Yesterday (24 June 2019) Senator Bernie Sanders upped the discussion among those candidates hopeful of winning the Democratic nomination. If I understand his plan, there are two parts to it.
Part One: Offer free tuition at public universities and trade schools to everyone.
Part Two: Cancel all existing student loan debt.
ABC news reported it this way on their website:
Sen. Bernie Sanders introduced his most sweeping plan yet to tackle the increasing cost of a higher education, introducing a bill Monday that would make public colleges and trade schools tuition free and cancel outstanding student loan debt for everyone full article here
I completely understand why some people want these changes. It starts with the pernicious problem of history majors from Princeton with $150,000 in student loan debt only qualified to teach history for $45,000 a year. I feel for these situations, I really do. I was able to attend the college of my choice because of financial aid, but still had to borrow some money to finish. A four-year university is expensive and the most expensive schools and degrees do not always offer promising jobs in the future, especially if all you have is an undergraduate degree.
Yet there are problems with the Sanders’ plan. If you make something free, the value plummets. By excusing debt, those who have already paid their loans back and those who chose to go to local schools, work through, and leave debt free are punished.
I have five big concerns that make me opposed to Sanders’ (and Warren’s) plan. I want you to know, though, I could be talked otherwise, as these are where I start from not where I may finish. A solid argument could persuade me. I just haven’t heard the solid argument yet.
Objection 1: If tuition at public institutions, like my alma mater, the University of Texas, is free then it will only be a matter of time before a university education at a public school is downgraded to essentially be a biggie sized high school diploma.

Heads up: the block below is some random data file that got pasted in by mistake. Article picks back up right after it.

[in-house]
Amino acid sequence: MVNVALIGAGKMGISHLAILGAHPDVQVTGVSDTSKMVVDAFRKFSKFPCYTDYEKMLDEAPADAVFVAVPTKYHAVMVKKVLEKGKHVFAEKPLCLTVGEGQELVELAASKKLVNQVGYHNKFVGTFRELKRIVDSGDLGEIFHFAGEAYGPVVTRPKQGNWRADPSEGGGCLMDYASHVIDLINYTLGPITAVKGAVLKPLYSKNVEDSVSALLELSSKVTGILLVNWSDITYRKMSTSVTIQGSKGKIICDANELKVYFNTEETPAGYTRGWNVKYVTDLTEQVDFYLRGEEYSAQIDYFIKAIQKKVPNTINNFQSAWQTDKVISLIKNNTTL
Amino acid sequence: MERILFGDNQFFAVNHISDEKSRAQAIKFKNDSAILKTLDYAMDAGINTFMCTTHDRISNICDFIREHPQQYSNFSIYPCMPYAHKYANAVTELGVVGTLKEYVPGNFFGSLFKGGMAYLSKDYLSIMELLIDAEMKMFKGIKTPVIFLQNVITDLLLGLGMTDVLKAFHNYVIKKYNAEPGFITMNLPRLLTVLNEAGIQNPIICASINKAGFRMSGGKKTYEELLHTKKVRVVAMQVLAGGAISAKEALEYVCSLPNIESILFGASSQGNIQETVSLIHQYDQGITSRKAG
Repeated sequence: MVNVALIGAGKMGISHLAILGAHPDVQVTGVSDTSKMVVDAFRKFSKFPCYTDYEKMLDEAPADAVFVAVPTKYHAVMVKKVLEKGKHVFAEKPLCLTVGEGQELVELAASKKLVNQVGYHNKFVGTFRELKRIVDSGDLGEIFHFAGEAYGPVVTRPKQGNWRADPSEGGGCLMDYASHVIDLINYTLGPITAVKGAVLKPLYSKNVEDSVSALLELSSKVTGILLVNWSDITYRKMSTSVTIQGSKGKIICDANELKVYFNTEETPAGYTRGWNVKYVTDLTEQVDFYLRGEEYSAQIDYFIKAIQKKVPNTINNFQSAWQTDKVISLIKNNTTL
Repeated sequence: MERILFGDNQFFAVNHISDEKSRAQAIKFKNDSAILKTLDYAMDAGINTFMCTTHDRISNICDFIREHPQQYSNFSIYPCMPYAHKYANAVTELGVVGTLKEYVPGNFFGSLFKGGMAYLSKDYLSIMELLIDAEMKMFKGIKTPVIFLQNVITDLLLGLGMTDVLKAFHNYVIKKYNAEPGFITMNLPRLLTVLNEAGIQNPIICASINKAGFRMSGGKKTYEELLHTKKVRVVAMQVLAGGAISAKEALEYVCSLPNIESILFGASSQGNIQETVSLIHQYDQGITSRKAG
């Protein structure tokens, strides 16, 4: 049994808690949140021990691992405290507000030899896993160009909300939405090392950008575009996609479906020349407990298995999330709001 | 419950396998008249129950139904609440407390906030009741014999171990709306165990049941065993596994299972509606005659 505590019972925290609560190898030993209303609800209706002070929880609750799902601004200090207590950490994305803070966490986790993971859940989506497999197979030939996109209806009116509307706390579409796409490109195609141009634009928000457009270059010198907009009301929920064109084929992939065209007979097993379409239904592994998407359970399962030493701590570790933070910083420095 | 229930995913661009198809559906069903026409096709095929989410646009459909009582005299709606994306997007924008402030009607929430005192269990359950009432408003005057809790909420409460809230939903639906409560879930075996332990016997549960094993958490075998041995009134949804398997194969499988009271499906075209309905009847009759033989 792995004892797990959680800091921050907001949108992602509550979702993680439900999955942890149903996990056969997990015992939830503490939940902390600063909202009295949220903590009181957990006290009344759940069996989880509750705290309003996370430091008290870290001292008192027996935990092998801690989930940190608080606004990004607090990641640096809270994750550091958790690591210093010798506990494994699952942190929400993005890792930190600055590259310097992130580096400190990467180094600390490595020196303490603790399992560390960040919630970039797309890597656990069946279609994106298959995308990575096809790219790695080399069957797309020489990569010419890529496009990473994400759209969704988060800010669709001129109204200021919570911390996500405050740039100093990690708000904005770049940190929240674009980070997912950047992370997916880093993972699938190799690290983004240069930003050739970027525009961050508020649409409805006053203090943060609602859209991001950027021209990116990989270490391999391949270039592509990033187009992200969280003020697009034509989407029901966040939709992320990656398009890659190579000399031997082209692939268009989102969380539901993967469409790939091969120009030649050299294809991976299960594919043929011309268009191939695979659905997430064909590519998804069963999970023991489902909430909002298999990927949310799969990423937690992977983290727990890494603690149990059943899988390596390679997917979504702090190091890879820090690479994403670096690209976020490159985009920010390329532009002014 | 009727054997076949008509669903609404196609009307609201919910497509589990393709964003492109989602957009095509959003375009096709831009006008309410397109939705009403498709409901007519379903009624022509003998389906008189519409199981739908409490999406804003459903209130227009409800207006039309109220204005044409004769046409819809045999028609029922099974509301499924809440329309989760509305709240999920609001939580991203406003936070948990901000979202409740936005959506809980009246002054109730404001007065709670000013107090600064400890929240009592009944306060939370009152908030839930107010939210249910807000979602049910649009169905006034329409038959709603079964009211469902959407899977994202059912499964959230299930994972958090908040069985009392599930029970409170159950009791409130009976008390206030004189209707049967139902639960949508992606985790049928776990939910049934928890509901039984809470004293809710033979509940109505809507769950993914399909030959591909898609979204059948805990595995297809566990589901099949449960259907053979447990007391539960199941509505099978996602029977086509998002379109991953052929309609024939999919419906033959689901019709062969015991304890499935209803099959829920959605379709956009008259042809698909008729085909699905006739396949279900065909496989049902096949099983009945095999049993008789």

Objection 2: When public institutions are so constrained, the dividing line between public and private will only increase (a distinction that is currently neglible) with no public school able to get into the top tier. This will further divide the haves and the have nots.
Objection 3: Many private schools are religious institutions. By excusing debt accumulated, say, at BYU or Notre Dame, the government is funding religious education. As a Baptist, I have a hard time accepting this.
Objection 4: Canceling that much debt at one time, with no obligation or payment of any kind from those who amassed the debt, creates two immediate problems. The first problem is artificially tilting the free market economy. The second problem is the expectation of a whole generation of mostly young people that they can have someone else pay their debt. It undermines responsibility, which is something college is supposed to teach.
Objection 5: Going forward, what do we do? If you cancel the debt now, in five years there will be students with loans needing to be paid back. Is this a perpetual promise, because that would get expensive fast. Free tuition doesn’t cover the most expensive part of college–room and board, thus guaranteeing there will always be college loans and college loan debt problems.
I am cynical of Sanders’ plan, because the Democratic candidates are falling all over themselves to give away more and more free stuff in an effort to get elected. I have a counter proposal. It is three parts. Part one, increase both need based and merit based federal aid while putting tougher limits on how much money can be borrowed. Part two, instead of free college, spend money on healthcare and create a universal care system. That would take a big spending burden off the entire public. Part three, expand and make for easier application the methods of having individual student loans forgiven. Some methods already exist, but these could be increased to include things like volunteering at your child’s school or a local food bank, jury duty, or donating blood or plasma.